Smartphone owners often underestimate the cost of repairs and choose upgrading instead of fixing

Survey also finds that 63% of people avoid repairs because of the cost and 30% have cut their fingers on broken screens.

A new survey by Allstate Protection Plans found that Americans are embarrased by cracked smartphone screens and are more likely to replace the broken phone than to repair it.

Image: Allstate Protection Plans Mobile Mythconceptions Study

A new study finds that smartphone owners in the US often underestimate how often repairs are needed and how much those repairs will cost. A survey by Allstate Protection Plans found that 87 million Americans have had a smartphone mishap in the last year, with the most common problem being a cracked screen.

The Mobile Mythconceptions Study looked at the common causes of smartphone damage and attitudes about replacements and repairs.

Survey respondents estimated that only 43% of smartphone owners have had an accident that required repair. The actual number was 61%, according to the survey.

More than half (54%) of respondents also lowballed the cost of repair at $150 or less. The more accurate bill is $279 for a iPhone 12 screen repair and $249 for a Samsung Galaxy S20 screen repair.

Forty-seven percent of respondents said they would be embarrassed by a phone with a cracked screen and 49% saying a phone with this problem looks unprofessional.

Sixty-three percent of the people surveyed have avoided fixing a broken smartphone because of  repair costs. Almost the same amount–64%–said they would upgrade to solve the cracked screen problem rather than fix the phone.

This seems to lead to ultimately putting the broken phone in a drawer, according to the survey. More than half of the respondents said they know how to recycle an old smartphone, but only 21% actually take the time to do so, with 68% of people admitting they have an old phone in their house.

SEE: Samsung Galaxy Unpacked 2020: Galaxy Z Fold2, Samsung Galaxy S20, and more (free PDF) (TechRepublic)

In addition to managing repairs, SquareTrade, an AllState company, also tests phones for reliability. In a blog post about the reliability of the iPhone 11 series, Jason Siciliano, vice president and global creative director at SquareTrade, said the iPhone 11 Pro was the most durable iPhone the company has tested in generations.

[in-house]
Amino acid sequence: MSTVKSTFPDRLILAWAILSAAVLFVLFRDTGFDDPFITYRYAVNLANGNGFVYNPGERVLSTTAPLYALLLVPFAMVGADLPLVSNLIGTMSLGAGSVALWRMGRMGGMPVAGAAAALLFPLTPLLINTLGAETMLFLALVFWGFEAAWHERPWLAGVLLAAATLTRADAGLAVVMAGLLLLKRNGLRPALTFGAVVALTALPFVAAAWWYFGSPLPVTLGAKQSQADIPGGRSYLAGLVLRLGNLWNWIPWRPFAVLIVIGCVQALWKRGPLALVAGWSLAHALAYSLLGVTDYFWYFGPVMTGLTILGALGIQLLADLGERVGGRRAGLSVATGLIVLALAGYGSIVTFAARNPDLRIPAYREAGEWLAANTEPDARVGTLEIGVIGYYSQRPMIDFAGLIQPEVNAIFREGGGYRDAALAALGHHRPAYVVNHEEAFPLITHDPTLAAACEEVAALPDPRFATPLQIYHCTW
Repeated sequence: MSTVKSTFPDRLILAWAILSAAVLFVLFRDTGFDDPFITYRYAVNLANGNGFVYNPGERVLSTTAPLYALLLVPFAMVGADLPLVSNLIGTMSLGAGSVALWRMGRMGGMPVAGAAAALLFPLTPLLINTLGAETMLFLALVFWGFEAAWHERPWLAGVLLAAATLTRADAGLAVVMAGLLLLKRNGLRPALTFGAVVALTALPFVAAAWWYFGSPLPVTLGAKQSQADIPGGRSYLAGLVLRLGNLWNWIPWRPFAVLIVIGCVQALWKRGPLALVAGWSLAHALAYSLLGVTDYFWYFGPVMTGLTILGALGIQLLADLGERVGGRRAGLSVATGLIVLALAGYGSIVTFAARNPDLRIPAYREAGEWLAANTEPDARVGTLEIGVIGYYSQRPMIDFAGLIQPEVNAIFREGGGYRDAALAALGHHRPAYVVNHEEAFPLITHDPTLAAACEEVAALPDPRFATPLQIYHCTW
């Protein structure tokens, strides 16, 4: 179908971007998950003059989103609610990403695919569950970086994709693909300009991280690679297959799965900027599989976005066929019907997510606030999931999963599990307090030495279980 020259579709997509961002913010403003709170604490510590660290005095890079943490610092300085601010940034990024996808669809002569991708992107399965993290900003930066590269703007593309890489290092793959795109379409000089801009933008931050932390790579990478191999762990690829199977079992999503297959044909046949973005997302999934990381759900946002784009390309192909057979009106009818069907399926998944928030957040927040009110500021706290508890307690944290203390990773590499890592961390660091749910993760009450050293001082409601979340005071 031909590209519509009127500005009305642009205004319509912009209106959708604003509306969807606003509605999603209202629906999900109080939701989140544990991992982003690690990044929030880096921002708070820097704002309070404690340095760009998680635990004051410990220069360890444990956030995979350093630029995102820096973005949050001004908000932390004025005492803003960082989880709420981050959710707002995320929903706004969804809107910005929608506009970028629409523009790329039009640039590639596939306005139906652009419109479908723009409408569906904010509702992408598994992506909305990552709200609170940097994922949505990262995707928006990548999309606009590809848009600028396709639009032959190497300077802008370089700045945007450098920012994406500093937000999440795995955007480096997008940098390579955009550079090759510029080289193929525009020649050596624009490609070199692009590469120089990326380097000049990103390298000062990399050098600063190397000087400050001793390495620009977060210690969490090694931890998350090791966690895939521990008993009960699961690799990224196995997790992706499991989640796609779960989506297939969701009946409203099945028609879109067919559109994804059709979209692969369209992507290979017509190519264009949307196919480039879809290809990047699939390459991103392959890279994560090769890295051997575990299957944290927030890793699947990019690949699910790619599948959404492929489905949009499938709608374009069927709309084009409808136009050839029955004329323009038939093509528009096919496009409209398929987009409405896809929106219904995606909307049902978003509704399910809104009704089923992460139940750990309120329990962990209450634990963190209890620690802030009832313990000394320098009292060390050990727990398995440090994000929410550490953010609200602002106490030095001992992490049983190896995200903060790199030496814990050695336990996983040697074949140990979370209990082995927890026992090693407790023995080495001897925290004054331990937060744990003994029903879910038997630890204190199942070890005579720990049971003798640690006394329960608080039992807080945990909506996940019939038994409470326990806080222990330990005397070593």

The Allstate Protection Plans 2020 Mobile Repair Study was conducted online in August 2020 among a sample of 1,009 American adults.

“It’s the first smartphone to survive our tumble test, which simulates the effects of multiple, random impacts experienced by a smartphone during long-term use,” he said in the blog post.

The company tests a variety of physical factors in the breakability tests, including bending, dunking, repairability, and face-down as well as back-down drop tests.

The company tested the iPhone 12 also and reports that it is the most durable smartphone they have ever tested. Drop tests provided that the ceramic shield screen is “a leap forward for durability, though not indestructible.”

There are options for fixing your phone, even when Apple stores are shut down and other repair shops may have limited hours. Jason Cipriani on CNET explains the options for the DIY approach or shipping your phone into the manufacturer.

The pandemic also has influenced smartphone sales. Smartphone sales were down 5.7% in Q3 of this year, which was an improvement over the 20% drop in Q2 according to Gartner. People bought 366 million smartphones in the third quarter. Sales improved slightly over Q2.

Even new 5G smartphones and an easing of quarantine restrictions could not boost sales, according to Gartner.

IDC predicts that the last quarter of 2020 will bring an increase in sales. The research company’s projections suggest a 2.4% increase at the end of 2020 as compared to Q4 2019 and a 4.4% increase in 2021.

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